Whether you like to draw, paint, write, choreograph, or play music, you're probably familiar with the creative block, where you just can't seem to do anything despite your motivation. To escape that rut, try doing what you do best, only terribly.
This past weekend, I attended the Los Angeles Times Festival of Books and saw several enlightening panels. One of them was a panel on graphic novels, called "Working Twice as Hard," that featured graphic novelists MariNaomi, Pamela Ribon, and Tillie Walden. Eventually, the conversation turned to creative ruts when the host, Los Angeles Times' Tracy Brown, asked about their productivity.
Everyone on the panel had something interesting to say, but Walden immediately jumped in with a useful tip that really stuck with me. She said that when she felt stuck, she would intentionally try to draw something as poorly as she could (she mentioned drawing Bart Simpson with her non-dominant hand, among other examples). That action alone would do two things for her: it would get her started on her work with no pressure, easing her into her flow, and it would often motivate her to prove that she could do that thing better.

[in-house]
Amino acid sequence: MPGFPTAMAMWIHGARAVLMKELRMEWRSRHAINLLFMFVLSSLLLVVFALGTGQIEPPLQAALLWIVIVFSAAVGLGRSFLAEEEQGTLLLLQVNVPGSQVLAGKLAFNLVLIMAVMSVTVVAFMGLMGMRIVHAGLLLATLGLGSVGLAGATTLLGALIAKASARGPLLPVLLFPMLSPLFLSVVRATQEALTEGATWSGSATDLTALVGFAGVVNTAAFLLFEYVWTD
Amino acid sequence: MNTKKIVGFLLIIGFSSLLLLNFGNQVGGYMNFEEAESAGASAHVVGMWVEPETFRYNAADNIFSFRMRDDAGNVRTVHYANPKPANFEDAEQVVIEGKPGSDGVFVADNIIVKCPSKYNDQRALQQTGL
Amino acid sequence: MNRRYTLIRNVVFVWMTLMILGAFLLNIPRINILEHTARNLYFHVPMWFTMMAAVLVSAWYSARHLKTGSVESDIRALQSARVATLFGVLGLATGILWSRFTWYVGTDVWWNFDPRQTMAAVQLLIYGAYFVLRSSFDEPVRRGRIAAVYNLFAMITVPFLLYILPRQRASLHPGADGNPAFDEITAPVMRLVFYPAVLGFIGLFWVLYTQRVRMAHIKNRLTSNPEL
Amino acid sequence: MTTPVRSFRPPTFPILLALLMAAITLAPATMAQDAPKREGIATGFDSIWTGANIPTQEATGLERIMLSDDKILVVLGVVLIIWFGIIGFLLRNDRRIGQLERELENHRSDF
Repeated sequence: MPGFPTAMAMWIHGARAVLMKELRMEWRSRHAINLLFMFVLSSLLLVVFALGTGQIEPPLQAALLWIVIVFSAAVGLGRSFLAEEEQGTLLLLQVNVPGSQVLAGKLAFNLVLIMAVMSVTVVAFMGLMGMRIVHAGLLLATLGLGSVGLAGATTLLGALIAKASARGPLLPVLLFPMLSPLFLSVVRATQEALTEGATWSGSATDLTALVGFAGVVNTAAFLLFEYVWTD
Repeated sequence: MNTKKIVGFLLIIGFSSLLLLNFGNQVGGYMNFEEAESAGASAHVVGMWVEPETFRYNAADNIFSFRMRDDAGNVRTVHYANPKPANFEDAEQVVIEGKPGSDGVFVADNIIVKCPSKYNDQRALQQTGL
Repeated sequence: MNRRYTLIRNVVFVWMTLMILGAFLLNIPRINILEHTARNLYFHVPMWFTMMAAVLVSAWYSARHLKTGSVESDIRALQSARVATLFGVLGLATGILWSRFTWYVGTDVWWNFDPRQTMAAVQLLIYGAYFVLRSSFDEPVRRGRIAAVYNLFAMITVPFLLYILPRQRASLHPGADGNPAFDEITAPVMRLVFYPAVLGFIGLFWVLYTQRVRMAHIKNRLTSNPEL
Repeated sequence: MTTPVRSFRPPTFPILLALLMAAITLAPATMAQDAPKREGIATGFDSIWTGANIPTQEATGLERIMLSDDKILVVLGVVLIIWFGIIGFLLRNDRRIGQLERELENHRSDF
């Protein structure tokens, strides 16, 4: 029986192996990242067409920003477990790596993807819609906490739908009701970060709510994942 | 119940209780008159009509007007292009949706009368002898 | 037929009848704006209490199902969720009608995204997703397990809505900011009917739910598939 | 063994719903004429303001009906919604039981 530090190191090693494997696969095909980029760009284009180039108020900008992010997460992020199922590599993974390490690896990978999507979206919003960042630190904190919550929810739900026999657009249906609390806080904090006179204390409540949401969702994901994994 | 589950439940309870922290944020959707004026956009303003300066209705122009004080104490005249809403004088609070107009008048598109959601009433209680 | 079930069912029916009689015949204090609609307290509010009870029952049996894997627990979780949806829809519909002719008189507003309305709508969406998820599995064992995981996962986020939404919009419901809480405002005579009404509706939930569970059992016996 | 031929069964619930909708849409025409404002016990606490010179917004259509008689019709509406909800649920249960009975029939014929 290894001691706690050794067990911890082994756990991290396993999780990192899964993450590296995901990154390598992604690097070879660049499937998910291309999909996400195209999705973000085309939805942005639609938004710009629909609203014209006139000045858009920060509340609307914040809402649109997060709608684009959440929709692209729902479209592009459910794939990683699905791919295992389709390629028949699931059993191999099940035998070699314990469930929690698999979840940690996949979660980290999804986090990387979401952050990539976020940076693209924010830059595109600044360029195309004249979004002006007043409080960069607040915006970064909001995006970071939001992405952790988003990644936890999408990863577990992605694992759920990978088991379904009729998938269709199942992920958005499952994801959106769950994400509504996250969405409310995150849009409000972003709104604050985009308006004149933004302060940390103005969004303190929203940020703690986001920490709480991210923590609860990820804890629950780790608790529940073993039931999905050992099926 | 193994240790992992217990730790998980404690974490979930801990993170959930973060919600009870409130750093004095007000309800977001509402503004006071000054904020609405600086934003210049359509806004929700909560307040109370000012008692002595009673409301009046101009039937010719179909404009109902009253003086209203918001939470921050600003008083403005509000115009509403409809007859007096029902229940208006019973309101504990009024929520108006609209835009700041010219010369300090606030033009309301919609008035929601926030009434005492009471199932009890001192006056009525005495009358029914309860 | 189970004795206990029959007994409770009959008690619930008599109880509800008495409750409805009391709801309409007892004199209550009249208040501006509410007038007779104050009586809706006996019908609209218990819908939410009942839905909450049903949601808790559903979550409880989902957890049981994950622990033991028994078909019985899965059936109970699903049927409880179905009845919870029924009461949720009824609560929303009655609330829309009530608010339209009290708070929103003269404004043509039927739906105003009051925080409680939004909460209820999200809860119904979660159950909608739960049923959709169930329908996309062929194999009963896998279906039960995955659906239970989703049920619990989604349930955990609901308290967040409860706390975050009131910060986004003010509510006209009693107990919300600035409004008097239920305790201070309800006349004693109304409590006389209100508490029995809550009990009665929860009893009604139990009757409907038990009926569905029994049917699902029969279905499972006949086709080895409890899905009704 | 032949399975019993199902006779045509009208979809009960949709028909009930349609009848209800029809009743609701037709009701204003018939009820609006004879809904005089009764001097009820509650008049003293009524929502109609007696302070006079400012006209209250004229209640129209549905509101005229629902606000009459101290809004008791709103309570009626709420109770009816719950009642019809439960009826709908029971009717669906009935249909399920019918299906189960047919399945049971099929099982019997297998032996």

I'm not much of an illustrator, but I tried the same tactic with a script I'm writing. I'd been stuck on a scene for days, so I decided to write out the scene in the most poorly conceived way possible - and it helped! What I had written was laughably bad and I knew I could do much better, which helped me carry on properly without freezing up. I wasn't worried about it not being good enough because I knew it was better than the worst I could do. So, no matter what you create - be it fine art, music, dance, stories, etc. - try to do it terribly when you feel stuck. Instead of comparing your work to the work of others, you only have to worry about being better than you were before. Self-improvement is what it's all about anyway, right?